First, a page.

Of course my children are all young. It’s very hard to imagine being the parent of Casey Anthony much less the parent of an habitual serial offender.  · Jul 7 at 6:53am

    But it’s not the job of a parent to exact justice on a child for a crime they committed. That is the job of the state, no?
  16. Trace
    Mollie Hemingway, Ed.

    But it’s not the job of a parent to exact justice on a child for a crime they committed. That is the job of the state, no? · Jul 7 at 7:45am

    Yes, of course. And I would not break any laws. But neither would I “personally drag” my child off to prison and I would do everything possible to ease their suffering and aid in their legal defense.

  17. Leslie Watkins

    Exactly my thoughts, katievs. I would be there beside my child at trial and beyond. I would love her unconditionally. But I would not actively try to save her from prosecution. Her life is not mine to live. To overstep in such a way, when such huge moral issues pertain, would, to my mind, be immoral to me, her, and the world at large. An unwillingness to take responsibility for one’s acts toward others should never be abetted, in my view.

    katievs: To answer your question more directly, Mollie: I wouldn’t see it as my responsibility to play judge or prosecutor.  But I would urge my child to do the right thing: turn herself in. If I thought she were a danger to others, I might feel compelled to notify the authorities. For sure, I wouldn’t commit perjury to protect her. · Jul 7 at 7:15am

  18. Leslie Watkins

    That would be a travesty, a very different issue to address.

    Jimmy Carter

    katievs:

    I’m with Socrates. It’s much worse for the soul to commit and injustice than to suffer one.  Punishment restores order to the soul and to the polity disrupted by the wrong.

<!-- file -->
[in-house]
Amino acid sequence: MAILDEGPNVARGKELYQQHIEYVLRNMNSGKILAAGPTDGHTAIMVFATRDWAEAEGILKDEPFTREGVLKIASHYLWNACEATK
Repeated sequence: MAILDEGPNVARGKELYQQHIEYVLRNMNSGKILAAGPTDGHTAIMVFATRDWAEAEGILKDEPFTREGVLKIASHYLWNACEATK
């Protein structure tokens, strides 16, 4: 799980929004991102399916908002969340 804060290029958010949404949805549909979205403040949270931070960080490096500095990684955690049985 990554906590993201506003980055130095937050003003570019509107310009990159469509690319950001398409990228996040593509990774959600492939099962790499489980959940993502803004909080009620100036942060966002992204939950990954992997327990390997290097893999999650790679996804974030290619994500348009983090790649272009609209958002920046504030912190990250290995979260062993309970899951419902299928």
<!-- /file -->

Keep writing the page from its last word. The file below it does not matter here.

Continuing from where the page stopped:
· Jul 7 at 7:12am

    If You are wrongly convicted of a crime and “punished,” would that still restore order to Yer soul? · Jul 7 at 7:16am
  19. JohnBoy
    Mollie Hemingway, Ed.: I’m one of those people who didn’t realize Casey Anthony was a female, much less that she was on trial or why, until very recently.

    Mollie, I’m impressed that there’s somebody who’s more unplugged from popular culture than I am.  That takes real dedication.  I’ve been hearing about this case on talk-radio from time to time over the years.

  20. Underground Conservative
    Southern Pessimist: One of my earliest childhood memories is shoplifting a small rubber baloon that would have a curly shape when blown up. When my parents saw me blowing it up when I got home from the store, they immediately drove me back to the store where I had to confess my sins to the store manager. People think shame is not an appropriate motivator in these more enlightened times but it works well at early stages of development and has a lasting effect. · Jul 7 at 7:03am

    Mollie Hemingway, Ed.

    Southern Pessimist: 

    My mother has an almost identical memory with candy theft and can vividly recall how terrified and ashamed she was when she had to walk into the store and tell the manager what she had done. · Jul 7 at 7:11am

    Oh yeah, I remember this same thing happening to me when I was about five. I was so mortified by the experience that I haven’t stolen a thing since, not even a company pen.